In The Florida Star v. B.J.F. (1989) 491 U.S. 524, 109 S.Ct. 2603, 105 L.Ed.2d 443 (The Florida Star ), the court again visited the issue of the criminalization of the disclosure of the name of sex crime victims. A Florida statute made it unlawful to publish the name of the victim of a sexual offense. A report of a rape including the name of the victim was inadvertently released to the press by the police department and The Florida Star newspaper printed it. The rape victim sued the newspaper for printing her name in violation of the non-disclosure statute. The trial court found the newspaper negligent per se and a jury awarded the plaintiff $100,000 in damages. (Id. at pp. 526-529, 109 S.Ct. 2603.)
The Supreme Court noted the case again raised the issue of the tension between the freedom of the press and the right of individuals to maintain the privacy of even truthful information. The court noted that while it had addressed this tension in Cox, Oklahoma Publishing and Daily Mail, its approach had been to deal with the discrete factual context of each case and therefore it had not exhaustively considered the issue. (The Florida Star, supra, 491 U.S. at pp. 530-531, 109 S.Ct. 2603.)
The Florida Star argued that the trilogy of prior cases produced the rule that the press may never be punished civilly or criminally for publishing the truth. The plaintiff countered that in each of the trilogy cases the information published was already in the public record and the privacy interest in those earlier cases was far less profound than in hers. The court concluded that imposing damages on The Florida Star for publishing the plaintiff's name violated the First Amendment. (The Florida Star, supra, 491 U.S. at pp. 531-532, 109 S.Ct. 2603.)
The court first noted that Cox, while superficially similar, was not directly controlling. Cox dealt with the publication of the name of a sex crime victim that was already contained in the public record of a judicial proceeding. The court noted Cox emphasized the “ ‘special protected nature of accurate reports of judicial proceedings.’ ” (The Florida Star, supra, 491 U.S. at p. 532, 109 S.Ct. 2603.) The court observed this status existed because of the special role the press plays in subjecting trials to public scrutiny and thus helping to maintain their fairness. The plaintiff's name published by The Florida Star did not come from the public record of a judicial proceeding since there was no such proceeding at the time of publication. (Ibid.)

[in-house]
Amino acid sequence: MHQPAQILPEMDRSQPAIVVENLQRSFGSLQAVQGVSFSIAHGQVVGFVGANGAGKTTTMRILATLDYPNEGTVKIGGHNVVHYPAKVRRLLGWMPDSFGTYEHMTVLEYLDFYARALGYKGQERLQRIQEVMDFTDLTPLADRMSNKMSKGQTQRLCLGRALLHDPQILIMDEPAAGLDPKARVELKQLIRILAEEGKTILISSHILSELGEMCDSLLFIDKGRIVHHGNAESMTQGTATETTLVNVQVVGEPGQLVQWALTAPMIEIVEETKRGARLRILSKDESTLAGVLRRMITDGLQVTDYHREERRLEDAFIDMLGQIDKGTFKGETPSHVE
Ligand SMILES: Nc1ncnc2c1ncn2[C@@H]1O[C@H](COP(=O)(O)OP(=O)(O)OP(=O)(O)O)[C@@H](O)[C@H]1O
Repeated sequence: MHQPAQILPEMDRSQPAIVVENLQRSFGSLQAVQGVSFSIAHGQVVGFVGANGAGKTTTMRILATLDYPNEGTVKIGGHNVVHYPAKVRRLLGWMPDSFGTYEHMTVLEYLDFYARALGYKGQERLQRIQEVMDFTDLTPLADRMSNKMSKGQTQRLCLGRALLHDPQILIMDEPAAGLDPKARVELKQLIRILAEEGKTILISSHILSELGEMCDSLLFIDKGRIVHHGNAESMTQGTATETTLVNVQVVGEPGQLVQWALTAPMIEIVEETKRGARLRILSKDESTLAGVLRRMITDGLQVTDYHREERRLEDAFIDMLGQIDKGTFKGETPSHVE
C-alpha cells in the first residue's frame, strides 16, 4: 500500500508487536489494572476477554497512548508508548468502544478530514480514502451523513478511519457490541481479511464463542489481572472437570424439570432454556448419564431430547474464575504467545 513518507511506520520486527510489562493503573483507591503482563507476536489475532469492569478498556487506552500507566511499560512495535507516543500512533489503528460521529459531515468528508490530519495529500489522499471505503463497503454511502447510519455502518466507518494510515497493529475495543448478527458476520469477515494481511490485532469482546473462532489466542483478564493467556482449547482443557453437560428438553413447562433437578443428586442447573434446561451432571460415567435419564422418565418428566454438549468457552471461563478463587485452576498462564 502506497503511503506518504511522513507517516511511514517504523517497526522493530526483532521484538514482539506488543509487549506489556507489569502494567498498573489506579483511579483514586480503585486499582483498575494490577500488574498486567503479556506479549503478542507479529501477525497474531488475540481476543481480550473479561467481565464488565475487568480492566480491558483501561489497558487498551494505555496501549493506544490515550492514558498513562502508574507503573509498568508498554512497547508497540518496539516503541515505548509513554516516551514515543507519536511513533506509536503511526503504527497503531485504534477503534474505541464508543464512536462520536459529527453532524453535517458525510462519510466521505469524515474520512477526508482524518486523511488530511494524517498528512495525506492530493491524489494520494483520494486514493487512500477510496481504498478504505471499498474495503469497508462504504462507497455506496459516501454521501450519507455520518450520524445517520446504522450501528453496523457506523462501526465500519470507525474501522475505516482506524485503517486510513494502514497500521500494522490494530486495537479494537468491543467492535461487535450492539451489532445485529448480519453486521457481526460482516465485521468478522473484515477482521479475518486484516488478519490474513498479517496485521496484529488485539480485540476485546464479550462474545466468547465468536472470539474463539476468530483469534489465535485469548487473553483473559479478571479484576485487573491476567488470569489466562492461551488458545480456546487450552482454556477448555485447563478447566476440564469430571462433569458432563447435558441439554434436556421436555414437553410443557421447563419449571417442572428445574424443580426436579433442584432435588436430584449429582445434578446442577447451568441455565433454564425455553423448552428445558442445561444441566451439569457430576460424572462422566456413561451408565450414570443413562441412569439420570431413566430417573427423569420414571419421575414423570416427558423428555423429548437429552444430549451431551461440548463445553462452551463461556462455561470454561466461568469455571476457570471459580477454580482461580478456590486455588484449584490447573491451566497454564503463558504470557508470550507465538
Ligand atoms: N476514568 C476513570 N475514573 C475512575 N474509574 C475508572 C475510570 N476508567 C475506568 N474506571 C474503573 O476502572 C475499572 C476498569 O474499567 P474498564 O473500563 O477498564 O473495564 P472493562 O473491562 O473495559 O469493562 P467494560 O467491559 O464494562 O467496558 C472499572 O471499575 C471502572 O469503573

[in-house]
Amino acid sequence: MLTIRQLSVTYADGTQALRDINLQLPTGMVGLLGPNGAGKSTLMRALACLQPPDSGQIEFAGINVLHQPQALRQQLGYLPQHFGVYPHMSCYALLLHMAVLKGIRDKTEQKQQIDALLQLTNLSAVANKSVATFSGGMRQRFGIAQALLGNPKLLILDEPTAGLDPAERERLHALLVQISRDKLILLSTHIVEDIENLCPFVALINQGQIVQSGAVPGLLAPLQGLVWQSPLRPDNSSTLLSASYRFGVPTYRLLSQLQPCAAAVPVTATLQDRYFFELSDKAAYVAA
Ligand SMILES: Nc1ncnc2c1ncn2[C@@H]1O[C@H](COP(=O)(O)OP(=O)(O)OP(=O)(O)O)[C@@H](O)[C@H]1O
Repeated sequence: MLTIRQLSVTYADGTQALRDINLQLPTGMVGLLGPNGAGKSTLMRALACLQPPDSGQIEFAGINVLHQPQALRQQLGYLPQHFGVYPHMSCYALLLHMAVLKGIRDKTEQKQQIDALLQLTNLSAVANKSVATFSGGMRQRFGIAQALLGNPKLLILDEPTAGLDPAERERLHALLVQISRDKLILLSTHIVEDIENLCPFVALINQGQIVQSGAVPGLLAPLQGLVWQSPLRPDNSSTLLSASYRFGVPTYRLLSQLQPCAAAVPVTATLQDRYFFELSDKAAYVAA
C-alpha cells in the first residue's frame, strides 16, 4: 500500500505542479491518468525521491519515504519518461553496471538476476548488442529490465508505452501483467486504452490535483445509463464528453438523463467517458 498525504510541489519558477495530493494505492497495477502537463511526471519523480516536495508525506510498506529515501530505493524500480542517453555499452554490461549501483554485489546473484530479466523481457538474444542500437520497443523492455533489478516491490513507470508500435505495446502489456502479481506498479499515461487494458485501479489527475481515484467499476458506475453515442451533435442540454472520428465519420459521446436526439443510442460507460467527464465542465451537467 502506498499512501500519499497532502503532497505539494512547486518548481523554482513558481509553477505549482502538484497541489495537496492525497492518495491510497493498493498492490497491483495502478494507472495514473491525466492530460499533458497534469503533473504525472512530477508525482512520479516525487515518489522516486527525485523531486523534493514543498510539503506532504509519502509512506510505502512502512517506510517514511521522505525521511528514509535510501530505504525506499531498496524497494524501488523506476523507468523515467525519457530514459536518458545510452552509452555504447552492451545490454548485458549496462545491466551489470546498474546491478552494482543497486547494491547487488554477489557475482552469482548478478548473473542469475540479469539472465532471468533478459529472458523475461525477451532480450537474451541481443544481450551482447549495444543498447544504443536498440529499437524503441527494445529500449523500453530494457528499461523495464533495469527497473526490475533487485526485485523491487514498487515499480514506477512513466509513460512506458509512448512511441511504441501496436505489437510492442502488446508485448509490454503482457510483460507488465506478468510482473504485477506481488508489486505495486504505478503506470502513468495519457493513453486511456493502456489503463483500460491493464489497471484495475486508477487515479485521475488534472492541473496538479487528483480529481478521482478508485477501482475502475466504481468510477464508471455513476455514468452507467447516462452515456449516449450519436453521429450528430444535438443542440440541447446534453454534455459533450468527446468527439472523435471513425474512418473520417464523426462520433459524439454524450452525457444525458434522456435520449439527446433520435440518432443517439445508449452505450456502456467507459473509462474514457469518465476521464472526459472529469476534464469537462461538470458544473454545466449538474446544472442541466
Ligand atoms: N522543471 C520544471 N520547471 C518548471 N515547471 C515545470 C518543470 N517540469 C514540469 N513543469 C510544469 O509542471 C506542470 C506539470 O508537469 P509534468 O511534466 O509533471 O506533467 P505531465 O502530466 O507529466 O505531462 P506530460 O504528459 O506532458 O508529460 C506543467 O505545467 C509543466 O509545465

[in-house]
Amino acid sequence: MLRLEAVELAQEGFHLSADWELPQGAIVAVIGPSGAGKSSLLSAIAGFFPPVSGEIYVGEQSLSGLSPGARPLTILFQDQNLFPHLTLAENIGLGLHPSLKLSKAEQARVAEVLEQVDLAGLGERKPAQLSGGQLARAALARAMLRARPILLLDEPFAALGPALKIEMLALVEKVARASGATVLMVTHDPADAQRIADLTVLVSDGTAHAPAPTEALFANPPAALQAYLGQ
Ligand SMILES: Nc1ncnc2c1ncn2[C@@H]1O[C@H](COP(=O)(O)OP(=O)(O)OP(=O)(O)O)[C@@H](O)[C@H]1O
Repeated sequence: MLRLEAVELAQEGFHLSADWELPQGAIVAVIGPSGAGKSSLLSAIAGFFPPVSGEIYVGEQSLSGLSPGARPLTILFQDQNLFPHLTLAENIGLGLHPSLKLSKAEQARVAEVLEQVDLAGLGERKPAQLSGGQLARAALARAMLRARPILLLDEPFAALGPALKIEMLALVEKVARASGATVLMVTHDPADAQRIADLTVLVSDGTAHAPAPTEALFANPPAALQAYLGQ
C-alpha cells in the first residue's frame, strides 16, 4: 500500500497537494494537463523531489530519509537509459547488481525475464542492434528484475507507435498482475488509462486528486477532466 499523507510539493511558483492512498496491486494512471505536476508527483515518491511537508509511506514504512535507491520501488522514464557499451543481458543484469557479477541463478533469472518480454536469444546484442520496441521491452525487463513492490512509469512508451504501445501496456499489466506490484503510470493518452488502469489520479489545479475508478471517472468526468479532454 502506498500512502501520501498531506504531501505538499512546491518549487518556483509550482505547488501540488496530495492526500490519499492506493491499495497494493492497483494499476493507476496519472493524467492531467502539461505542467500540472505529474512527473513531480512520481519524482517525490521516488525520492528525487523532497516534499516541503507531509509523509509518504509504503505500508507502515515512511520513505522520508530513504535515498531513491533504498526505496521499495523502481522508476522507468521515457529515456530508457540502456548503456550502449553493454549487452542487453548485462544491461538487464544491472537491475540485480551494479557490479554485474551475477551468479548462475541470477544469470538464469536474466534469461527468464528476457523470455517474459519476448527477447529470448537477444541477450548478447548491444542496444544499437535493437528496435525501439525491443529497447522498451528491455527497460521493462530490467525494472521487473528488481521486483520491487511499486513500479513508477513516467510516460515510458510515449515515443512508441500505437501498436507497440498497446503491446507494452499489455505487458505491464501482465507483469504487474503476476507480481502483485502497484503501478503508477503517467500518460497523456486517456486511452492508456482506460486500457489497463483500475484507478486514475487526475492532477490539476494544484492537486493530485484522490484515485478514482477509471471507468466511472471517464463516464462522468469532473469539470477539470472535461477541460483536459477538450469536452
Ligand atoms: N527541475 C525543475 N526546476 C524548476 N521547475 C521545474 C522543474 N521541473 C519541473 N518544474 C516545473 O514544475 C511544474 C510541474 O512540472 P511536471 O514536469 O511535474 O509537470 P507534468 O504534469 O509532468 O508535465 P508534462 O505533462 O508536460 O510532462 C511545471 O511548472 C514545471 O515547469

The court also rejected any rule that truthful publications may never be punished. It noted the court had carefully avoided such a pronouncement, concluding that given the issues involved, it was better to treat situations as they arose and not declare categorical directives. Instead, the court crystallized a flexible rule first suggested in Daily Mail, “ ‘[I]f a newspaper lawfully obtains truthful information about a matter of public significance then state officials may not constitutionally punish publication of the information, absent a need to further a state interest of the highest order.’ [Citation.]” (The Florida Star, supra, 491 U.S. at pp. 532-534, 109 S.Ct. 2603.)
The court stated such a rule giving great protection to the publication of lawfully obtained truthful information was justified by at least three considerations. First, the government has sufficient means in most cases to sufficiently protect confidential information without punishing its publication. (The Florida Star, supra, 491 U.S. at p. 534, 109 S.Ct. 2603.) Next, it does little to protect the right of privacy to punish the publication of information already available to the public. In this regard, the court stated: “It is not, of course, always the case that information lawfully acquired by the press is known, or accessible, to others. But where the government has made certain information publicly available, it is highly anomalous to sanction persons other than the source of its release.” (Id. at p. 535, 109 S.Ct. 2603.) The court continued: “[I]t is a limited set of cases indeed where, despite the accessibility of the public to certain information, a meaningful public interest is served by restricting its further release by other entities, like the press. As Daily Mail observed in its summary of Oklahoma Publishing, ‘once the truthful information was “publicly revealed” or “in the public domain” the court could not constitutionally restrain its dissemination.’ [Citation.]” (Ibid.) Finally, the court noted that punishing truthful information lawfully obtained could result in a harmful “ ‘timidity and self-censorship’ ” on the part of the press. (Ibid.)